Is your region characterized by cool summer temperatures and abundant rain, or sizzling nights and sporadic showers? It's frustrating to order your favorites from your seed catalog, only to discover that you've fallen in love with a picky specimen with exacting requirements that can only be met in a hothouse environment. Let someone else struggle with fuchsias and lisianthus; even a beginner can harvest many bouquets by growing one or more of these tolerant annual flowers in the garden.
01 of 06
Cleome flowers offer an irresistible combination of height and an exotic appearance that make them a welcome addition to any sunny garden border.
Planting is a breeze, just sow them in late fall on top of the soil, and allow winter temperatures to provide them with the necessary cold treatment that will trigger germination at just the right time for your climate. Try the 'Sparkler' series, the only hybrid cleomes available, which have a bushier habit than open-pollinated types.
02 of 06
If your flower garden is characterized more by shady glens than sunny patches, you may need at least one stalwart annual to add cheer to the shadows. Impatiens germinate easily from seed, or you can find bedding plants available at any garden center at the beginning of summer.
Impatiens will tolerate the hottest summers with enough water and shade. If your plants are affected by mildew, try New Guinea impatiens, which aren't affected by the disease.
03 of 06
The fragrance of the marigold may be an acquired taste, but no one can deny the visual boost these vibrant yellow, orange, and red flowers lend to the landscape. Their low cost and ease of propagation make marigolds an ideal candidate for filling in large blank spots in new flowerbeds. Poor soils and reflected heat from sidewalks and driveways won't stop these flowers.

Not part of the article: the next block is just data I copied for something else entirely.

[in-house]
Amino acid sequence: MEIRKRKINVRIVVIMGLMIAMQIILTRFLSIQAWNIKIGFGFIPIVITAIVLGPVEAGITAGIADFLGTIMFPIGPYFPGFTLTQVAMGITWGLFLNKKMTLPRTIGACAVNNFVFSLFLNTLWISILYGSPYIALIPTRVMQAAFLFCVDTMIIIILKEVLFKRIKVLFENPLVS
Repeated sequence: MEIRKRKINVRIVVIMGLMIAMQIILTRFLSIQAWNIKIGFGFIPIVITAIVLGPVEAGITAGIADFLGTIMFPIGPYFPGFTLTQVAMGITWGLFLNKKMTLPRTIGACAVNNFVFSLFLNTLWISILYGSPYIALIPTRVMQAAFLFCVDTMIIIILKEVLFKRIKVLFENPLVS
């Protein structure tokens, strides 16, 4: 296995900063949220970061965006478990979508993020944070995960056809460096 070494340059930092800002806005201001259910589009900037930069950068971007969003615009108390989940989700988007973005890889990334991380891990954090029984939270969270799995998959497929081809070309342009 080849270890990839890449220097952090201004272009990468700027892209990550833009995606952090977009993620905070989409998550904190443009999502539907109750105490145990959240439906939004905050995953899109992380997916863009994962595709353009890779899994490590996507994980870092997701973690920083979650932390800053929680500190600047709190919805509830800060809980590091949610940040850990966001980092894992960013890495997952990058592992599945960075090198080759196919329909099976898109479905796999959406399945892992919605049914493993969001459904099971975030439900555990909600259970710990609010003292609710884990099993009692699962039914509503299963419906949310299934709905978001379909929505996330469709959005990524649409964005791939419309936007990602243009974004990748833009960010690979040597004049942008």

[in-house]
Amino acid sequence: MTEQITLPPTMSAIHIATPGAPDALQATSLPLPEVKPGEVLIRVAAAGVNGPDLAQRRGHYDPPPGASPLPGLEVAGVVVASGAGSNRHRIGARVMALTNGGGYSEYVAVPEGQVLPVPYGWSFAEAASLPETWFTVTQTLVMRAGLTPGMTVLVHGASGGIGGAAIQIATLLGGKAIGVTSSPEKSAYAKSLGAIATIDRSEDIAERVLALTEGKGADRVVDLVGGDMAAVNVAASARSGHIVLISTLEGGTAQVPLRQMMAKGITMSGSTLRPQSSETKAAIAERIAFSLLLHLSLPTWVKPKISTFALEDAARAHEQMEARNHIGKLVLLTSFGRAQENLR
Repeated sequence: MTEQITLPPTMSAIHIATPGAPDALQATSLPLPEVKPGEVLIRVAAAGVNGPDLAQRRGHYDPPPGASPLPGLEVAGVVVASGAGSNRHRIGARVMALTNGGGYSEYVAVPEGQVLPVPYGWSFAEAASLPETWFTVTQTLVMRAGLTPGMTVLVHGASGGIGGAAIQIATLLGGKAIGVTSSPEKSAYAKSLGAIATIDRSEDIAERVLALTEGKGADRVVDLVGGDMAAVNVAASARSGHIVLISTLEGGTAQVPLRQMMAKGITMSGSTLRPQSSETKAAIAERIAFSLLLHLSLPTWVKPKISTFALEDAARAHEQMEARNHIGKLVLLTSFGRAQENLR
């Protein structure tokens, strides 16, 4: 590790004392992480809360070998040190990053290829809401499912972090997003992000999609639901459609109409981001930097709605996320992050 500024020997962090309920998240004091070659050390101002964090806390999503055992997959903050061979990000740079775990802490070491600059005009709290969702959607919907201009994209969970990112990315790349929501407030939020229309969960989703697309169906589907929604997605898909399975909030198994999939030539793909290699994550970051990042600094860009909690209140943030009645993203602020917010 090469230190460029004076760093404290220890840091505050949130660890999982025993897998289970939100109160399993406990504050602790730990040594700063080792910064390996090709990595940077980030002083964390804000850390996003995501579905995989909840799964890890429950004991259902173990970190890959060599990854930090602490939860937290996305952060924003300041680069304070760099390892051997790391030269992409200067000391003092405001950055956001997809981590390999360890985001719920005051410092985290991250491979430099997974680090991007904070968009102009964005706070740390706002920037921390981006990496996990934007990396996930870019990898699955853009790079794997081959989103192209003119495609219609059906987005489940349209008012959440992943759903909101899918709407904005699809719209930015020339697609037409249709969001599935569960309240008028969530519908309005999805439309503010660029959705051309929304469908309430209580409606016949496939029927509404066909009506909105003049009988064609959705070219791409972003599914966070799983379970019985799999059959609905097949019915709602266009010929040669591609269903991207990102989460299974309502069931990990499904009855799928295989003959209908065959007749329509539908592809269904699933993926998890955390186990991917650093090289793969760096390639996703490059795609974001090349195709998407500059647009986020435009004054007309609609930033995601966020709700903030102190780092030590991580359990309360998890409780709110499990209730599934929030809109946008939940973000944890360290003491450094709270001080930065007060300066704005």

Start seeds of the tall African type indoors six weeks before your last frost, as they take time to mature. Smaller French marigolds are commonly sold as bedding plants in the spring.
04 of 06
The wide variation of blossom color and form is but one of the features of petunias that make them a designer's favorite. Look for solid colors with make veins, two-toned picotees, and flashy harlequin stripes. You can even grow fluffy doubles that resemble carnations.
Although petunias have a reputation for thriving in cooler temperatures, new hybrids offer superior heat and humidity resistance. The 'Wave' and 'Supertunia' series will not disappoint if you're in Texas or Florida.Continue to 5 of 6 below.
05 of 06
Both showy and practical, sunflowers fill several needs in the flower garden. Old-fashioned varieties like 'Mammoth' yield protein and oil-rich seeds that nourish birds and people alike. New, pollen-free varieties like 'Vincent's Choice' look smashing as casual late summer and fall bouquets.
Sunflowers are associated with hot summer months, but even gardeners in short-season areas can successfully grow these plants. By choosing compact varieties that mature quickly, like 'Cherry Rose,' and by planting outdoors two weeks before the average last frost date, you can cultivate sunflowers in cooler climates.
06 of 06
If your memories of zinnias include an inevitable outbreak of powdery mildew by late summer, you should get to know the newer, mildew-resistant zinnias that will shrug off humid conditions in your area.
The 'Profusion' series has smaller flowers and a casual, spreading habit, perfect for your containers and hanging baskets. If you crave the tall zinnias that stand out in the back of the border, seek out the 'Blue Point' series, carried by several seed purveyors.